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Lateral view of a Male Baetis (Baetidae) (Blue-Winged Olive) Mayfly Dun from Mystery Creek #43 in New York
Blue-winged Olives
Baetis

Tiny Baetis mayflies are perhaps the most commonly encountered and imitated by anglers on all American trout streams due to their great abundance, widespread distribution, and trout-friendly emergence habits.

Dorsal view of a Zapada cinctipes (Nemouridae) (Tiny Winter Black) Stonefly Nymph from the Yakima River in Washington
Nymphs of this species were fairly common in late-winter kick net samples from the upper Yakima River. Although I could not find a key to species of Zapada nymphs, a revision of the Nemouridae family by Baumann (1975) includes the following helpful sentence: "2 cervical gills on each side of midline, 1 arising inside and 1 outside of lateral cervical sclerites, usually single and elongate, sometimes constricted but with 3 or 4 branches arising beyond gill base in Zapada cinctipes." This specimen clearly has the branches and is within the range of that species.
27" brown trout, my largest ever. It was the sub-dominant fish in its pool. After this, I hooked the bigger one, but I couldn't land it.
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Lastchance
Portage, PA

Posts: 437
Lastchance on Jul 4, 2009July 4th, 2009, 2:08 pm EDT
What is the FLAV mayfly that I'll be fishing out West in August? I'm not sure what to tie, what colors they are or what size. Anyone have a parachute or sparkle dun pattern?
Thanks,
Bruce
GONZO
Site Editor
"Bear Swamp," PA

Posts: 1681
GONZO on Jul 4, 2009July 4th, 2009, 3:35 pm EDT
Bruce,

Drunella flavilinea (Ephemerella flavilinea in older texts) is a medium-size Western ephemerellid species, aka Small Western Green Drake or Slate-Winged Olive. You can find photos, info, and (if you'll click on the pattern names at the bottom of the page) some patterns to try here:
http://www.westfly.com/entomology/mayfly/flav.shtml
(Please note that you'll have to adjust the colors of the patterns--which are really tying style suggestions--to the colors indicated for the flavs. Emergers or freshly emerged duns will have lighter body colors.)
Taxon
Taxon's profile picture
Site Editor
Plano, TX

Posts: 1311
Taxon on Jul 4, 2009July 4th, 2009, 3:38 pm EDT
Bruce-

The mayflies are Drunella flavilinea and D. coloradensis, which are said to be so similar that even entomologists have trouble telling them apart. Commonly referred to as either Flavs or Lesser Green Drakes, there is a sufficient amount to say about them, that Western Mayfly Hatches by Hafele and Hughes devotes a separate chapter (15 pages) to them. My recommendation would be to simply order the book, as in my opinion, it is (by far) the best book available for western mayflies.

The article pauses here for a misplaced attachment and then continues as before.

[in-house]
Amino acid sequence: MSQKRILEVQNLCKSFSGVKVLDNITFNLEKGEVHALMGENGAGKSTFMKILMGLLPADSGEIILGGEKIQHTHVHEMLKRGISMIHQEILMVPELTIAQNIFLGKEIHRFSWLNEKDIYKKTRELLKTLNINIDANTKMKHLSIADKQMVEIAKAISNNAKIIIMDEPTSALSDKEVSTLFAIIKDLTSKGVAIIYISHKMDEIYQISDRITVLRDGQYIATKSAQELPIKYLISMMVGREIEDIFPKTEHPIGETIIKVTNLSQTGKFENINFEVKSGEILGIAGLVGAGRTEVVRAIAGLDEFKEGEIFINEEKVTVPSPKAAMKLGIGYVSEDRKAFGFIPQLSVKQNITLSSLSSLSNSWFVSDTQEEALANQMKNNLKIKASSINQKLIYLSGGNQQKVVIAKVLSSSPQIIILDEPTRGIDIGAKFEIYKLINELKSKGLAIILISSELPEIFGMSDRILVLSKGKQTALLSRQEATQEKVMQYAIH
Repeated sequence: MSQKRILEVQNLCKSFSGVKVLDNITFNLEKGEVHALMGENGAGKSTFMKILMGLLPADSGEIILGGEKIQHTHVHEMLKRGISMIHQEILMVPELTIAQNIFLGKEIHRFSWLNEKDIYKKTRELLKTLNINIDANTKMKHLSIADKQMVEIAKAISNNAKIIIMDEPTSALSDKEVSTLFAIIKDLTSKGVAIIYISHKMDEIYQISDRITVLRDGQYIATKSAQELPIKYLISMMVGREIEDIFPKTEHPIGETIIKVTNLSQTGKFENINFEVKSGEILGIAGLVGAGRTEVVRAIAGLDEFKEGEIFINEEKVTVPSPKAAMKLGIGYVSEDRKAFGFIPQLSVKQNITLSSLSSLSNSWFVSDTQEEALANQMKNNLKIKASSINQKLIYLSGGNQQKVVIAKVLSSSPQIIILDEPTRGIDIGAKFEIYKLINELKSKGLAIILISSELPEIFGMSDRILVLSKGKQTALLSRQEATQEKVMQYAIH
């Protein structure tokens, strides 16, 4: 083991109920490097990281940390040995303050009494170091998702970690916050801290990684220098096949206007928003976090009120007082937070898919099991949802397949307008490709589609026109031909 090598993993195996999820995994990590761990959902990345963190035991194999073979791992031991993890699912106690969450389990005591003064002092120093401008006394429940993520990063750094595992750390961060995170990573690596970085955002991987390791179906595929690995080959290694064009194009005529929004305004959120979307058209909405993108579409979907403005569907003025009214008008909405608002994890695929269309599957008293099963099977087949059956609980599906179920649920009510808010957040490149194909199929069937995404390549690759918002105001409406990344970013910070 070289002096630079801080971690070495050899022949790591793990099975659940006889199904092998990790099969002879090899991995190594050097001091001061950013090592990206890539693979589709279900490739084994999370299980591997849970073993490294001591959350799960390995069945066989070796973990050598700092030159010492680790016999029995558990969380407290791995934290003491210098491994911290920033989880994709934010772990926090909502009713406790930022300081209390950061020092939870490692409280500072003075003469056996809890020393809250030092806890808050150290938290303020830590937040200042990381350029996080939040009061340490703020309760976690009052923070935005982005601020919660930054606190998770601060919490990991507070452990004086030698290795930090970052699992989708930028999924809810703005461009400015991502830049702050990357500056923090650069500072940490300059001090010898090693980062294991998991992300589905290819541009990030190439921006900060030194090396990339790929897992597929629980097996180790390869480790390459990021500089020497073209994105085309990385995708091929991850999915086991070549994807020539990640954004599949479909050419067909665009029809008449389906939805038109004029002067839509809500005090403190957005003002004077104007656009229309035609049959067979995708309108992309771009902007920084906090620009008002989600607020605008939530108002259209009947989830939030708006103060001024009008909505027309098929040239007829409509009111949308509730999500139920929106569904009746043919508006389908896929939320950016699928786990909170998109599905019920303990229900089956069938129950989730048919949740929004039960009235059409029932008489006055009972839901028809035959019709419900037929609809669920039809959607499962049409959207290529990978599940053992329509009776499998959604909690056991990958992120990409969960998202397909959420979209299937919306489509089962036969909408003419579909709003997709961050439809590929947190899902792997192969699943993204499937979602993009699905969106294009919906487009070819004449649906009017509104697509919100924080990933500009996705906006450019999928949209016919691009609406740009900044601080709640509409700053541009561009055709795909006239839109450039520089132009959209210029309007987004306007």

Best regards,
Roger Rohrbeck
www.FlyfishingEntomology.com
GONZO
Site Editor
"Bear Swamp," PA

Posts: 1681
GONZO on Jul 4, 2009July 4th, 2009, 3:54 pm EDT
Ha! Happy 4th, Roger...and the same to all my fellow Troutnuts! :)
Taxon
Taxon's profile picture
Site Editor
Plano, TX

Posts: 1311
Taxon on Jul 4, 2009July 4th, 2009, 4:00 pm EDT
Ah, now I get it, looks like we were keying at the same time. A happy 4th to you too, Lloyd.
Best regards,
Roger Rohrbeck
www.FlyfishingEntomology.com
Lastchance
Portage, PA

Posts: 437
Lastchance on Jul 6, 2009July 6th, 2009, 3:22 pm EDT
Thanks: I guess I should have known. I never heard of them until this trip out West became a reality. I looked on the site but I couldn't locate them, but I'm sure I must have looked in the wrong place.
Bruce
Doublespey
Posts: 61
Doublespey on Jan 17, 2012January 17th, 2012, 9:38 am EST

I've fished them on the Henry's Fork below Ashton, They generally come off in the lower light, late afternoon, BUT, some mid-afernoon rain clouds can bring on a great hatch. A #14 Parachute olive body works well along with the same body comparadun. I did well one day with no flavs with me, and a sudden rainfall, and flavs and fish were everywhere. I did well on a Parachute Adams size #14. Sizes are #14-16 and a brown shuck and olive bodied Comparadun is a great pattern. Hot, warm day in July and it will be 8 PM, or later before they come off. Fish luv'um, and generally aren't that picky when flavs come off.

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